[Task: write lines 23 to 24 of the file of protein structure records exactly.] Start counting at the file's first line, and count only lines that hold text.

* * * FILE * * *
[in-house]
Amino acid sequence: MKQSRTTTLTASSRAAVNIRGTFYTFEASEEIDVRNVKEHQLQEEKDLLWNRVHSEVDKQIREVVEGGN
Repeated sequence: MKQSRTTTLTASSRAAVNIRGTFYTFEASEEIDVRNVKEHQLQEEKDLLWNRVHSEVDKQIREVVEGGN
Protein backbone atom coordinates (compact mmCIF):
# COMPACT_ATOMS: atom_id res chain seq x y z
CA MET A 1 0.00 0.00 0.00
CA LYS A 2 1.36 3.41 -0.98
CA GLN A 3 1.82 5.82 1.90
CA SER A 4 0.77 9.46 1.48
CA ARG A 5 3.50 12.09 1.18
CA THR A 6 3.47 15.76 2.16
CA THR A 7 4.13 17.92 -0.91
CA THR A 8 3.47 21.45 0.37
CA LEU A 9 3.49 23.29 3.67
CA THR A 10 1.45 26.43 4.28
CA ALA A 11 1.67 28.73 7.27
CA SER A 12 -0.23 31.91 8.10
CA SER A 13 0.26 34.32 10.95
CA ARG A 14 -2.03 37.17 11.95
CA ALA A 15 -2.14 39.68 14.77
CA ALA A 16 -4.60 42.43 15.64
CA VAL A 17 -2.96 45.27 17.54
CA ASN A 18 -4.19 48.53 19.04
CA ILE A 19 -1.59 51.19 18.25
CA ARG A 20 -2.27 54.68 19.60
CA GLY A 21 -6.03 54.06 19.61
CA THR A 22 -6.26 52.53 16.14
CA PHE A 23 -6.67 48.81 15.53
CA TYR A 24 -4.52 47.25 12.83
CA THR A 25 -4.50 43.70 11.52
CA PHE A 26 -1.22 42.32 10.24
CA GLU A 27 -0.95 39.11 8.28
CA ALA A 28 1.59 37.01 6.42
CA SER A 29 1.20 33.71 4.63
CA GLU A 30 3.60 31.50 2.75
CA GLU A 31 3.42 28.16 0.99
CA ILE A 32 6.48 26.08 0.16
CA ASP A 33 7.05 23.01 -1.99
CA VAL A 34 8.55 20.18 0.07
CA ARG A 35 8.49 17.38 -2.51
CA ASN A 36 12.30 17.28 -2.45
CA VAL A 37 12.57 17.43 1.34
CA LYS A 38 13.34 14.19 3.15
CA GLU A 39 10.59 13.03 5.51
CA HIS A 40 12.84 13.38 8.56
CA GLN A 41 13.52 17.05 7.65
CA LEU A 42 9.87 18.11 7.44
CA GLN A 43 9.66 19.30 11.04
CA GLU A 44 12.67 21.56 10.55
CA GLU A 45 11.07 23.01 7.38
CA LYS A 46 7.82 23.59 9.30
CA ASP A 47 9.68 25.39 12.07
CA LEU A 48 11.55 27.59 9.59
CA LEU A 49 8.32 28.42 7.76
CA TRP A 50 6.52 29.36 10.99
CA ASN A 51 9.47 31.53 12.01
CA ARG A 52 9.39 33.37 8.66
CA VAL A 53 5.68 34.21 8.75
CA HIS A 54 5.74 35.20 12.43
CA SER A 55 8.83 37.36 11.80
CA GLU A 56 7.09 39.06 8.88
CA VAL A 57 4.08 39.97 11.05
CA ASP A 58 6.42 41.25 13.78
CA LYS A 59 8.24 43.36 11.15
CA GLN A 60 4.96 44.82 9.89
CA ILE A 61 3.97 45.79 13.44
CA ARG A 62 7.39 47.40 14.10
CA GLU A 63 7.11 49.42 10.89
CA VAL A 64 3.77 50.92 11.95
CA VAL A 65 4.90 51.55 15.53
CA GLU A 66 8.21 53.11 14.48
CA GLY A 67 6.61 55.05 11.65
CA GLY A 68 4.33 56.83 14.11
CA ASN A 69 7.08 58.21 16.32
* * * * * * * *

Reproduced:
CA ASN A 18 -4.19 48.53 19.04
CA ILE A 19 -1.59 51.19 18.25